BT funds the Institution of Engineering and Technology Diamond Jubilee Scholarships


BT has today announced a multi-year sponsorship of the Institution of Engineering and Technology’s (IET) new Diamond Jubilee Scholarship Programme

Scholarship programme with at least 50% female quota will inspire and support UK’s brightest students

BT has today announced a multi-year sponsorship of the Institution of Engineering and Technology’s (IET) new Diamond Jubilee Scholarship Programme. The BT funded scholarships will provide 75 of the UK’s brightest engineering and technology students with invaluable financial and practical support for the full duration of their degree courses, to encourage and inspire the most talented undergraduates into careers in Science, Technology, Engineering and Maths.

The IET’s Scholarship Committee, which will include a representative from BT, will select 25 students each year for three years, with the first 25 Diamond Jubilee Scholarships set to be announced shortly after the new university year commences in October. Students who wish to be considered must be UK residents joining an IET accredited degree and have achieved three A Level grades at A grade or above.

The BT-funded IET Diamond Jubilee Scholarships will encourage greater female participation in the engineering and technology sectors by guaranteeing at least 50% of the places on the programme to female students. In addition to offering annual financial support to all 75 scholars during the full term of their studies, BT will deliver regional mentoring programmes and work placement opportunities, plus workshop schemes to help the Diamond Jubilee Scholars secure employment after their undergraduate studies.

BT’s support of the IET Diamond Jubilee Scholarship Programme will be recognised by the naming of the Tommy Flowers room at the IET’s London home, Savoy Place. The room will be named in honour of Tommy Flowers, the legendary telecoms research engineer who designed and built the world’s first electronic computer, Colossus. This was widely acknowledged to have shortened the Second World War by many months and saved tens of thousands of lives. Colossus was built at the Dollis Hill research station, the predecessor of BT’s Adastral Park research laboratories.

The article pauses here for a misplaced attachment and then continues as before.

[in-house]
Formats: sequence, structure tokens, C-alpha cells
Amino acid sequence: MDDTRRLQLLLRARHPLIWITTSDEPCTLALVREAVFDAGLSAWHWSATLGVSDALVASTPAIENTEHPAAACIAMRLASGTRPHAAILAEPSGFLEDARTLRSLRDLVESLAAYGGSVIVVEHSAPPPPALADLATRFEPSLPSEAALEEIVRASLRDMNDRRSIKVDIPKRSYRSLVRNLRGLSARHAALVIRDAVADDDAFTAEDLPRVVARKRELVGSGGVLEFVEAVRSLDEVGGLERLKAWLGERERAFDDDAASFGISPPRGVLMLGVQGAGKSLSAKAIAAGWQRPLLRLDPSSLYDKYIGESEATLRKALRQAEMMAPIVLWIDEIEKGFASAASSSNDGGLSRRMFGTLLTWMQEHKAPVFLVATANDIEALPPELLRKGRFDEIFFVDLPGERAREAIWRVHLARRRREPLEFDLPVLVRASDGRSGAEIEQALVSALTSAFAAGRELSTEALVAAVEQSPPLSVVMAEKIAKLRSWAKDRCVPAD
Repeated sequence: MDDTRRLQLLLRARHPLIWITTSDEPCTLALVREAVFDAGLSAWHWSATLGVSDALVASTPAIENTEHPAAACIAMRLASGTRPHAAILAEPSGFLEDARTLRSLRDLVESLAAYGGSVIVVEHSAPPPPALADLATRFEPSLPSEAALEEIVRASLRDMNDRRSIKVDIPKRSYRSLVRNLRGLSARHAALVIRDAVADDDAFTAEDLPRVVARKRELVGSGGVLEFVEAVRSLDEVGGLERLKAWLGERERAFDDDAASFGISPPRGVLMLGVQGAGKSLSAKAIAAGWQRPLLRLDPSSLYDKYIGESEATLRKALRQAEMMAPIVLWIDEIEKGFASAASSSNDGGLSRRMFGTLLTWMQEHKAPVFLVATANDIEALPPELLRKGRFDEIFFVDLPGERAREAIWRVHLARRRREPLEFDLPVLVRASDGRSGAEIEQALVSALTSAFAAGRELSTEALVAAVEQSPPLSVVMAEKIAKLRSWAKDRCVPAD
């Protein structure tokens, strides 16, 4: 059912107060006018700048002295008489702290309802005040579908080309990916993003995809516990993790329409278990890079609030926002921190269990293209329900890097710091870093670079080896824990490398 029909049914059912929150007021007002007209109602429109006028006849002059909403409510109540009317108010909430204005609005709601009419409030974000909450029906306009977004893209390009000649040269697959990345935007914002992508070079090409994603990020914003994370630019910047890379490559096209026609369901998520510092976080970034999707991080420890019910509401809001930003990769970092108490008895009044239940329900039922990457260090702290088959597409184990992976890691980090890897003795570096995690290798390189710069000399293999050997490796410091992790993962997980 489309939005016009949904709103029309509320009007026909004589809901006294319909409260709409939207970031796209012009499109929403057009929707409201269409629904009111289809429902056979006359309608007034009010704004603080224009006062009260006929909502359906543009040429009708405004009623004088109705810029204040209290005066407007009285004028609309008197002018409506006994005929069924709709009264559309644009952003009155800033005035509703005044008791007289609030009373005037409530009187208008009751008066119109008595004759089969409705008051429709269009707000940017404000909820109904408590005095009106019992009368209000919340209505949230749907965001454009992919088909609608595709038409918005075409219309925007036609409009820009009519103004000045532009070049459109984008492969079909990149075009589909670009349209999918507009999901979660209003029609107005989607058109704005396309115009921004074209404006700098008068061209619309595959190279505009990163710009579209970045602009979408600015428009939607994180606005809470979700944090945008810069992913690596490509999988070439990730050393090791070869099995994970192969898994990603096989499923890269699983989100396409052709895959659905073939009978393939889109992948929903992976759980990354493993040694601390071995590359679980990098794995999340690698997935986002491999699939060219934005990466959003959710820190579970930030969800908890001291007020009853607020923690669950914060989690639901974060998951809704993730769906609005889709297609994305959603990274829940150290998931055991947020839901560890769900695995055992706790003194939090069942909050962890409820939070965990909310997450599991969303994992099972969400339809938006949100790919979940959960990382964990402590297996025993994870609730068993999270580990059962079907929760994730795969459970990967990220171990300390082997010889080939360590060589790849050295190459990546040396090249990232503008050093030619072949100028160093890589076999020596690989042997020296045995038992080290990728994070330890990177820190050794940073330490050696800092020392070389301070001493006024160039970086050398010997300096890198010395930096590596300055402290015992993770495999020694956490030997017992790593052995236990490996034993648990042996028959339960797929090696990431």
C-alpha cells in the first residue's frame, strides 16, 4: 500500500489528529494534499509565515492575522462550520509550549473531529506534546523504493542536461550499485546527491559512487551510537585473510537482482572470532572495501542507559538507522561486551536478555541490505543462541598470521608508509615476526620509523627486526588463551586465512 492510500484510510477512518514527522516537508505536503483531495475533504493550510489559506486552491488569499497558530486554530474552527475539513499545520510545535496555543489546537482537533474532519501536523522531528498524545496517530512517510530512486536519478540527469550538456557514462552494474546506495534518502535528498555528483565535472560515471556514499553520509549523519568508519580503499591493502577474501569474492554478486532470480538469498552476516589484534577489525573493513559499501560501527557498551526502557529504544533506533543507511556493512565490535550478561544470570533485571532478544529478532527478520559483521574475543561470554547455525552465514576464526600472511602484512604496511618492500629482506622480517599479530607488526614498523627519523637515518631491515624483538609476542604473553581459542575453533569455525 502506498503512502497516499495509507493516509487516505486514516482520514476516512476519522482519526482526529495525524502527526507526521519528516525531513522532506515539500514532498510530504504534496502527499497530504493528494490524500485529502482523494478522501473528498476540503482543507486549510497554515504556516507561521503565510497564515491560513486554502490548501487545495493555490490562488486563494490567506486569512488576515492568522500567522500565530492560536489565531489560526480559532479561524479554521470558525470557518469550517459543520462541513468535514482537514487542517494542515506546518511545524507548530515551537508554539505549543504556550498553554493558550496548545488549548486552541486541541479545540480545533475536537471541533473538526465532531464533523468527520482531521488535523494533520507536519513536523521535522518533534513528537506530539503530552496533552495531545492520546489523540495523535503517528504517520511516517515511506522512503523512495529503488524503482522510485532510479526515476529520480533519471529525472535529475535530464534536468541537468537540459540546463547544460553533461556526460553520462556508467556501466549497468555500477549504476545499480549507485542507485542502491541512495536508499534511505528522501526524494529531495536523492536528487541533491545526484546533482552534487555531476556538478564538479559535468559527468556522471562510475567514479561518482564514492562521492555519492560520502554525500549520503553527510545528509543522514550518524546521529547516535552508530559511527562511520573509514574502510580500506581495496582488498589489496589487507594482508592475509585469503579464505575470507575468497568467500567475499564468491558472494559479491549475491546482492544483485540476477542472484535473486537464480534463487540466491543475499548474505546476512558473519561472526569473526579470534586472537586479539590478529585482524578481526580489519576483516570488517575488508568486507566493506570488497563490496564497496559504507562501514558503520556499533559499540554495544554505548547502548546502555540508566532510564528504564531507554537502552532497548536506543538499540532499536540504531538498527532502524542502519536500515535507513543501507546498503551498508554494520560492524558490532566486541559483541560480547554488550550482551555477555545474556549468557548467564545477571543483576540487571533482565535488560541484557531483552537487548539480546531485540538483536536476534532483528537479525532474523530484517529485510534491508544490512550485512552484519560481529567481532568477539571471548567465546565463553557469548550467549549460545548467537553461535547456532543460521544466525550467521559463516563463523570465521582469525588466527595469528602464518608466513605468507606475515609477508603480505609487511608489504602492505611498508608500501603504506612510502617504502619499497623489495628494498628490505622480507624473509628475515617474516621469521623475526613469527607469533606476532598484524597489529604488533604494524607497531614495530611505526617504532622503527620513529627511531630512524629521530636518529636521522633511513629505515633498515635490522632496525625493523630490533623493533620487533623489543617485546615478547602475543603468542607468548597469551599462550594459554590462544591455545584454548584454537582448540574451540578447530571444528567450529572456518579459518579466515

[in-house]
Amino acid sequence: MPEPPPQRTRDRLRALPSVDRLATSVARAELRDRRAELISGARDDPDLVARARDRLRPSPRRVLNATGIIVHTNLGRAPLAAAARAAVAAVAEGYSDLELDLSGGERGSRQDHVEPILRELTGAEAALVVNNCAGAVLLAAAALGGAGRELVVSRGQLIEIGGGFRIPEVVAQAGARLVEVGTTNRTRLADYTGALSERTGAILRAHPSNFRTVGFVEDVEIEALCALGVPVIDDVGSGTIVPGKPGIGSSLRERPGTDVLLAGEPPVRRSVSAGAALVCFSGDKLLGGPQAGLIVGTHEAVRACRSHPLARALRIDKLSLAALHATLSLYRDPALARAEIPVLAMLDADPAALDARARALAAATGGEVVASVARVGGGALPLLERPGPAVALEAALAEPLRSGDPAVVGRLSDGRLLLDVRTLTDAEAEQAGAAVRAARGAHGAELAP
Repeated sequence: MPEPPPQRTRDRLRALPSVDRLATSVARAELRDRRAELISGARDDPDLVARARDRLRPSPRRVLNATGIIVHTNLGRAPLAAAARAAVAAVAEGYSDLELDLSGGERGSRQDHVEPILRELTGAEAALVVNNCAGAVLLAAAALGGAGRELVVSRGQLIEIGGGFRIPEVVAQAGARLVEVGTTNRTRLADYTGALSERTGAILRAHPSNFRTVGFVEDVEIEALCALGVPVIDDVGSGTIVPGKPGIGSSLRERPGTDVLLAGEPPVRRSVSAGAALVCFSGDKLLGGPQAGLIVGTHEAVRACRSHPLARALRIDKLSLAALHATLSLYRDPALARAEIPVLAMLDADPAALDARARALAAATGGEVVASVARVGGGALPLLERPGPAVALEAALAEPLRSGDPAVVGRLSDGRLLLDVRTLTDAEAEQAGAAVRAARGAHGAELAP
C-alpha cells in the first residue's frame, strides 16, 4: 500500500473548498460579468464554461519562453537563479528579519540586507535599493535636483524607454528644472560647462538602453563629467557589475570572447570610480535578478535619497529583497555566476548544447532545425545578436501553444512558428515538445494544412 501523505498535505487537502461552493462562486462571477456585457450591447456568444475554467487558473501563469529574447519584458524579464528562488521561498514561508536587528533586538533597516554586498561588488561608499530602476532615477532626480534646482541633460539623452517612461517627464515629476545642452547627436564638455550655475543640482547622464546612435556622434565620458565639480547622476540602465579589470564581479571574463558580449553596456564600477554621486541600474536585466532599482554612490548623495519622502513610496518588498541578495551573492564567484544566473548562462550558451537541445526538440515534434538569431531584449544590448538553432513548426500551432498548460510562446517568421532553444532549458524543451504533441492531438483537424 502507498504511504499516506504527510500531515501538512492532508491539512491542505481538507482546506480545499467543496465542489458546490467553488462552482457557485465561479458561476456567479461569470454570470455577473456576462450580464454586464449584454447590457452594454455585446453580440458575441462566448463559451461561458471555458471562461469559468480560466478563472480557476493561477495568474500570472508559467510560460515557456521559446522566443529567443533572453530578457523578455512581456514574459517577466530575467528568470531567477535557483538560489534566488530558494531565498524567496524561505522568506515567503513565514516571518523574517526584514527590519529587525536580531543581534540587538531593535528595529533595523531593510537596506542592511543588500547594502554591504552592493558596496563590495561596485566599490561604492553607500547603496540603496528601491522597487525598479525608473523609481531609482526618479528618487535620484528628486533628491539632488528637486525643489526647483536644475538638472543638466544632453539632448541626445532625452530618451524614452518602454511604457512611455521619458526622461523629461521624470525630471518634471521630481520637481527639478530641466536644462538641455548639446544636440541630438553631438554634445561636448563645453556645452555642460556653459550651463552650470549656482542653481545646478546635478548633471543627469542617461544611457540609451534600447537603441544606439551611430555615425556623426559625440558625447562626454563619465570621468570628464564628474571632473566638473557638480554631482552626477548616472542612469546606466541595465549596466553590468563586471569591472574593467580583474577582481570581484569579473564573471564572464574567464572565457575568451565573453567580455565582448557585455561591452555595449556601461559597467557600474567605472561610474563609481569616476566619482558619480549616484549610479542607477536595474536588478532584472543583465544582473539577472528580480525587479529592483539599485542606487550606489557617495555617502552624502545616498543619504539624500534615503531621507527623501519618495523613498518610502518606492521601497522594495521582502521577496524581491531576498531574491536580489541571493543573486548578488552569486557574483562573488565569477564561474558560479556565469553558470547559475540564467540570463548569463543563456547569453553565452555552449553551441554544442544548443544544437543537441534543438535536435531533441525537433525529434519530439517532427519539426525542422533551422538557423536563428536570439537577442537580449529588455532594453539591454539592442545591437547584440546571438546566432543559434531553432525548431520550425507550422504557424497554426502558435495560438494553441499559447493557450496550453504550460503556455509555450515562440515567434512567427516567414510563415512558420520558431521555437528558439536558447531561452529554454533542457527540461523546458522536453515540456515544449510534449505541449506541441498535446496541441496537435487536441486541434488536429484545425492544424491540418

Gavin Patterson, BT Group Chief Executive Officer, said: “The IET’s Diamond Jubilee Scholarship Programme is an inspiring initiative that BT is proud to support. It is vital that our most talented and brightest students are given every opportunity to fulfil their potential and realise their career ambitions. BT’s scholarship and apprenticeship schemes provide career pathways, which will ensure the UK remains at the forefront of global innovation in engineering and technology. I look forward to following the progress of all these Diamond Jubilee Scholars and the valuable contribution they will make to British enterprise and our industry in the years to come.”

Nigel Fine, IET Chief Executive, said: “It has never been more important to encourage young people – particularly girls – to study engineering. Over the next ten years we need to double the number of apprentices and graduates just to meet employer demand.By working in partnership with influential engineering employers like BT, we can tackle this shortage of engineers head on and help protect the UK’s economic prosperity.”


About the IET:

The IET started the Diamond Jubilee scholarships scheme in 2013 to address the skills shortage in the UK. Supporters of the scheme include BAE Systems, the Belling Charitable Settlement, BT, the ERA Foundation, the Royal Commission for the Exhibition of 1851 and Siemens plc.

The IET is one of the world’s largest engineering institutions with over 163,000 members in 127 countries. It is also the most interdisciplinary – to reflect the increasingly diverse nature of engineering in the 21st century. Energy, transport, manufacturing, information and communications, and the built environment: the IET covers them all. The IET is working to engineer a better world by inspiring, informing and influencing our members, engineers and technicians, and all those who are touched by, or touch, the work of engineers. For more information, visit www.theiet.org